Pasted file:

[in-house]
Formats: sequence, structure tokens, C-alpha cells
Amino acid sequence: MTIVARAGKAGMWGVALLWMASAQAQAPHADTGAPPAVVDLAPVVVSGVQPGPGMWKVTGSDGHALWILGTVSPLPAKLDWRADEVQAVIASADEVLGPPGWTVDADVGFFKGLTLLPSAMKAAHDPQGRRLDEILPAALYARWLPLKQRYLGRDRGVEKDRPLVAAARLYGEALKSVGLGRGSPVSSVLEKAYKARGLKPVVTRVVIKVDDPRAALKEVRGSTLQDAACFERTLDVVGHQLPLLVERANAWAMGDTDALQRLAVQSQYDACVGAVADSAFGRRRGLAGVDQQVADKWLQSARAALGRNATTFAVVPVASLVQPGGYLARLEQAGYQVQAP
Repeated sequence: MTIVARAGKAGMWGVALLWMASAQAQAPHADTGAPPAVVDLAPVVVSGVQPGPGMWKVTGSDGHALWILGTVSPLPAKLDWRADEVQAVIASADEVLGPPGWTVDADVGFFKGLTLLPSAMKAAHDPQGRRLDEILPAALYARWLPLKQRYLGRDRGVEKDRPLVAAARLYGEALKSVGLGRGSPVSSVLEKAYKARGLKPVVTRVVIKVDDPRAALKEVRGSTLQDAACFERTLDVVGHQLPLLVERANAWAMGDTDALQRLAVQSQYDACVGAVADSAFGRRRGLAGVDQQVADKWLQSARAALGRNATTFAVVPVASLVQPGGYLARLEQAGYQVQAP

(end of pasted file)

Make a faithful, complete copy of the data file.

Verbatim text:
[in-house]
Formats: sequence, structure tokens, C-alpha cells
Amino acid sequence: MTIVARAGKAGMWGVALLWMASAQAQAPHADTGAPPAVVDLAPVVVSGVQPGPGMWKVTGSDGHALWILGTVSPLPAKLDWRADEVQAVIASADEVLGPPGWTVDADVGFFKGLTLLPSAMKAAHDPQGRRLDEILPAALYARWLPLKQRYLGRDRGVEKDRPLVAAARLYGEALKSVGLGRGSPVSSVLEKAYKARGLKPVVTRVVIKVDDPRAALKEVRGSTLQDAACFERTLDVVGHQLPLLVERANAWAMGDTDALQRLAVQSQYDACVGAVADSAFGRRRGLAGVDQQVADKWLQSARAALGRNATTFAVVPVASLVQPGGYLARLEQAGYQVQAP
Repeated sequence: MTIVARAGKAGMWGVALLWMASAQAQAPHADTGAPPAVVDLAPVVVSGVQPGPGMWKVTGSDGHALWILGTVSPLPAKLDWRADEVQAVIASADEVLGPPGWTVDADVGFFKGLTLLPSAMKAAHDPQGRRLDEILPAALYARWLPLKQRYLGRDRGVEKDRPLVAAARLYGEALKSVGLGRGSPVSSVLEKAYKARGLKPVVTRVVIKVDDPRAALKEVRGSTLQDAACFERTLDVVGHQLPLLVERANAWAMGDTDALQRLAVQSQYDACVGAVADSAFGRRRGLAGVDQQVADKWLQSARAALGRNATTFAVVPVASLVQPGGYLARLEQAGYQVQAP